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PostPosted: Wed Oct 04, 2017 3:04 pm 
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hello again, Frank.
Out of interest to me, what sort of price are we talking to complete such a diy project (Ok, the big case is alone maybe 200USD$ +)
all the best,
Nathan


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PostPosted: Wed Oct 04, 2017 4:39 pm 
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natedog wrote:
hello again, Frank.
Out of interest to me, what sort of price are we talking to complete such a diy project (Ok, the big case is alone maybe 200USD$ +)
all the best,
Nathan



Hi Nathan,

It has been a while my friend...

For F6 build, roughly around 800 to 1000 something.
Chassis as you mentioned around 300CAD;
Kit plus parts on board around 250CAD;
Power supply (Transformer, caps and etc) 200CAD;
Other miscellaneous 50CAD...

Frank

-- 05 Oct 2017 00:42 --

Power supply..soft start...


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 Post subject: F6 built by UK friend
PostPosted: Thu Oct 05, 2017 5:48 pm 
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more pics...


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PostPosted: Thu Oct 05, 2017 9:10 pm 
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Very Nice!
Just a few parts questions :
On your power supply bottom portion, I see an EMI filter, toroid, rectifier, I'm guessing the board with 2 relays and transformer is the soft start, and is the green board with 2 caps a DC filter? What is the extra relay for and what is the board with just 2 relays for?

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PostPosted: Fri Oct 06, 2017 4:47 am 
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dazed2 wrote:
Very Nice!
Just a few parts questions :
On your power supply bottom portion, I see an EMI filter, toroid, rectifier, I'm guessing the board with 2 relays and transformer is the soft start, and is the green board with 2 caps a DC filter? What is the extra relay for and what is the board with just 2 relays for?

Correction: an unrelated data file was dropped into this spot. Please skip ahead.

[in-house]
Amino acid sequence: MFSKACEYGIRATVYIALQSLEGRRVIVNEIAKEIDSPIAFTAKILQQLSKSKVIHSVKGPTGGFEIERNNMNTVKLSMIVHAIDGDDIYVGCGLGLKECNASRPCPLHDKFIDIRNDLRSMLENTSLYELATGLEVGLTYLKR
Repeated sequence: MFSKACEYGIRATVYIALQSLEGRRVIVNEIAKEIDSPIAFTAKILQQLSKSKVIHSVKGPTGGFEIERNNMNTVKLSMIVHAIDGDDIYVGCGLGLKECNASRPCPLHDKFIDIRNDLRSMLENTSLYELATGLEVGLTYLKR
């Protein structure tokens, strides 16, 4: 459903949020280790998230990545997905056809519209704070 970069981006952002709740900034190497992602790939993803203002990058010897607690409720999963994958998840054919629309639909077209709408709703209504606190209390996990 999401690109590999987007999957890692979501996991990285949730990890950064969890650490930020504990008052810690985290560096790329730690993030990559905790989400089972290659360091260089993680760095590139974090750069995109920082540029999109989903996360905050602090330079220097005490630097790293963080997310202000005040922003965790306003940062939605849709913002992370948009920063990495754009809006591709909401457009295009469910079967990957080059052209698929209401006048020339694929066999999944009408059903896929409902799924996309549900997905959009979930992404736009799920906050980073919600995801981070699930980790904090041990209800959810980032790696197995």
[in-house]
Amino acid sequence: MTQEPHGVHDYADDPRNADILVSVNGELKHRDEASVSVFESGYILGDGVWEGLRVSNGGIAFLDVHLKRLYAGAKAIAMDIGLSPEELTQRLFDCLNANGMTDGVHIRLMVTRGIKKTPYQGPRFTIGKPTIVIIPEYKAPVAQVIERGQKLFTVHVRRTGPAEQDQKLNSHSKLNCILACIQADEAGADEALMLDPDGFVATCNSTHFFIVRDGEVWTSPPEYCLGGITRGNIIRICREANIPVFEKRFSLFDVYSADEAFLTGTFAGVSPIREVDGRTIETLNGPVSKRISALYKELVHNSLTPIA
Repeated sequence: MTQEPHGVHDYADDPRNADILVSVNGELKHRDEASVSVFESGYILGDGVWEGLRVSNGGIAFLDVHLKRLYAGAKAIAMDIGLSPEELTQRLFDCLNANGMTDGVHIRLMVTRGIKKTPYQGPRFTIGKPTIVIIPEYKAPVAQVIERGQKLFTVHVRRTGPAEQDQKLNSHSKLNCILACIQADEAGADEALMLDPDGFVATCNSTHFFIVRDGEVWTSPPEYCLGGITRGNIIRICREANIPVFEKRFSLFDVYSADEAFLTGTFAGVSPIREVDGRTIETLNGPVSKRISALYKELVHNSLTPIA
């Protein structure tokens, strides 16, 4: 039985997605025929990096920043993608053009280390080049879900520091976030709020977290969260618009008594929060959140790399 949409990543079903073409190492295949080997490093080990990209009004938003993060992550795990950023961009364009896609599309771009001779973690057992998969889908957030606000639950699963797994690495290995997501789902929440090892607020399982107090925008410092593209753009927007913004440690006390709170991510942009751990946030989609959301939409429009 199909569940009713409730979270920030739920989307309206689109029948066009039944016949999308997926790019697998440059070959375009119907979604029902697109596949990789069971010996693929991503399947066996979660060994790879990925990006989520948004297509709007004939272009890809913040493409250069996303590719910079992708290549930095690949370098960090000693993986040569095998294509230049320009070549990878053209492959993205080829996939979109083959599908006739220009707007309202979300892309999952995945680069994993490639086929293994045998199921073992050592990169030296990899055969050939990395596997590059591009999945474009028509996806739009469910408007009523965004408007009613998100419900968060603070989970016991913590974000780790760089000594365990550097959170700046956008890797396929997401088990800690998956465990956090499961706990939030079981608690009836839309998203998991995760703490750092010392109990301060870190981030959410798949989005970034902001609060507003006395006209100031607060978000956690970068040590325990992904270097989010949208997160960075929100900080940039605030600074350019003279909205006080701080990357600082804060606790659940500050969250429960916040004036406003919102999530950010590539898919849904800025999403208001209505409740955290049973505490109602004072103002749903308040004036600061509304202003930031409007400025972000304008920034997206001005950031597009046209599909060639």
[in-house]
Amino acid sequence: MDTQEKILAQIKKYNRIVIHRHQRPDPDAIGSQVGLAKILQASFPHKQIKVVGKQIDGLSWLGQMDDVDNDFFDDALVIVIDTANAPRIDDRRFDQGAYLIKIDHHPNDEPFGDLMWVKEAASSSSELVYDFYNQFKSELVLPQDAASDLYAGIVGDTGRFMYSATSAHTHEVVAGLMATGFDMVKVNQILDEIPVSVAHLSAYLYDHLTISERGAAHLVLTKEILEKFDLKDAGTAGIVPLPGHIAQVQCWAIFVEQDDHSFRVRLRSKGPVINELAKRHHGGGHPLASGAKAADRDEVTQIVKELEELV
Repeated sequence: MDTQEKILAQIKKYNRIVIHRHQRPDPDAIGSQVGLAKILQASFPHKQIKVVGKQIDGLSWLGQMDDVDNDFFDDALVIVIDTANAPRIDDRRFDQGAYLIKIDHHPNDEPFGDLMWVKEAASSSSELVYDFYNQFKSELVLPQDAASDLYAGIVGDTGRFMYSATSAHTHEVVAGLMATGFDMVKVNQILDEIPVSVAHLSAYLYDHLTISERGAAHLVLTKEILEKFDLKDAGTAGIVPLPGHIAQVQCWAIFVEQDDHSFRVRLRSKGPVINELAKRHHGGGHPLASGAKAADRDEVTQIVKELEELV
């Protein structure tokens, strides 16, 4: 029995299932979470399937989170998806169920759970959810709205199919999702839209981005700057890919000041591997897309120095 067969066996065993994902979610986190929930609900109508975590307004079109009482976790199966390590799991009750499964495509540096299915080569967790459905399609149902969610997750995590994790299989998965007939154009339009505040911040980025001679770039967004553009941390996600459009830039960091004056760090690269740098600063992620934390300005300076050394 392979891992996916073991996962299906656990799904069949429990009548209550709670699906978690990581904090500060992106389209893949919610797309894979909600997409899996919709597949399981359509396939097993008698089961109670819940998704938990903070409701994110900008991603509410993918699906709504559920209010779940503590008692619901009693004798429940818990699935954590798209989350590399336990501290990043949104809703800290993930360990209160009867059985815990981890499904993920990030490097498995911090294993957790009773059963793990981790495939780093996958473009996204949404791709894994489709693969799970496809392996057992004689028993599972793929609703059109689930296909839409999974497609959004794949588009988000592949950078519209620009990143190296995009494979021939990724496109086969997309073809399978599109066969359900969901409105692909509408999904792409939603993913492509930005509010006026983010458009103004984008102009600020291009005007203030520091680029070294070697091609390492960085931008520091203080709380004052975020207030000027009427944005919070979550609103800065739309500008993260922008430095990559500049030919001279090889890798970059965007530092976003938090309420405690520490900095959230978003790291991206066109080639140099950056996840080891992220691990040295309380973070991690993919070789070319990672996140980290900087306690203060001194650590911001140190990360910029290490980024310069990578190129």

Hi,

It's not built by me...built "by" a UK friend...the F6 boards and parts were provided by me, and as collecting parts is part of DIY so I got his permission and posted his photos here...hope could illustrate some F6 build ideas...as you can see the UK friend is quite good at building ;-)

Yep, green board with 2 caps is a DC filter...and the board with 2 relays (no transformer) is speaker protection(relay is 12V DC, and I think the board must have some voltage regulator such as 7812 go get 12V DC), and probably some timing circuit.

The path is like this:
AC In ->small transformer (under PSU board) -> 2 caps DC filter board (Green board) -> Speaker protection board

My build was not like this complicated...something like the original factory made F6...simple NTC and fuse, transformer and PSU, F6 amp board, and that's it...

Frank


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PostPosted: Sat Oct 07, 2017 5:15 pm 
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Frank Wang wrote:
Hi,

It's not built by me...built "by" a UK friend...the F6 boards and parts were provided by me, and as collecting parts is part of DIY so I got his permission and posted his photos here...hope could illustrate some F6 build ideas...as you can see the UK friend is quite good at building ;-)

Yep, green board with 2 caps is a DC filter...and the board with 2 relays (no transformer) is speaker protection(relay is 12V DC, and I think the board must have some voltage regulator such as 7812 go get 12V DC), and probably some timing circuit.